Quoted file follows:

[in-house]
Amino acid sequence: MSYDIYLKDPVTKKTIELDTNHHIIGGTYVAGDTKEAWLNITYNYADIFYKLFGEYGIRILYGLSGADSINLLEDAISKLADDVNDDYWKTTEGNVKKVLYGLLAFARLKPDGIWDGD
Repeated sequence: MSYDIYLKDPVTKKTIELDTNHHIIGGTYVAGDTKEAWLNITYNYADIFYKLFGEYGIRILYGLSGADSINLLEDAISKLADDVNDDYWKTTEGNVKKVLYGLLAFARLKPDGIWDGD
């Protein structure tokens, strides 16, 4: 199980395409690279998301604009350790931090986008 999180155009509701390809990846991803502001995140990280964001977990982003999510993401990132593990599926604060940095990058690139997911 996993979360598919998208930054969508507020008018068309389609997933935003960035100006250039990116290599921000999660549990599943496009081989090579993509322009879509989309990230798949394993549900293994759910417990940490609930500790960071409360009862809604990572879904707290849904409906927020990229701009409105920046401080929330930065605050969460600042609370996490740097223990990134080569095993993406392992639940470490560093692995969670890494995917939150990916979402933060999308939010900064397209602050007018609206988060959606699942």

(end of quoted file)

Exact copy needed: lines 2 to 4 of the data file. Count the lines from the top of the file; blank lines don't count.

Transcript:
Amino acid sequence: MSYDIYLKDPVTKKTIELDTNHHIIGGTYVAGDTKEAWLNITYNYADIFYKLFGEYGIRILYGLSGADSINLLEDAISKLADDVNDDYWKTTEGNVKKVLYGLLAFARLKPDGIWDGD
Repeated sequence: MSYDIYLKDPVTKKTIELDTNHHIIGGTYVAGDTKEAWLNITYNYADIFYKLFGEYGIRILYGLSGADSINLLEDAISKLADDVNDDYWKTTEGNVKKVLYGLLAFARLKPDGIWDGD
């Protein structure tokens, strides 16, 4: 199980395409690279998301604009350790931090986008 999180155009509701390809990846991803502001995140990280964001977990982003999510993401990132593990599926604060940095990058690139997911 996993979360598919998208930054969508507020008018068309389609997933935003960035100006250039990116290599921000999660549990599943496009081989090579993509322009879509989309990230798949394993549900293994759910417990940490609930500790960071409360009862809604990572879904707290849904409906927020990229701009409105920046401080929330930065605050969460600042609370996490740097223990990134080569095993993406392992639940470490560093692995969670890494995917939150990916979402933060999308939010900064397209602050007018609206988060959606699942």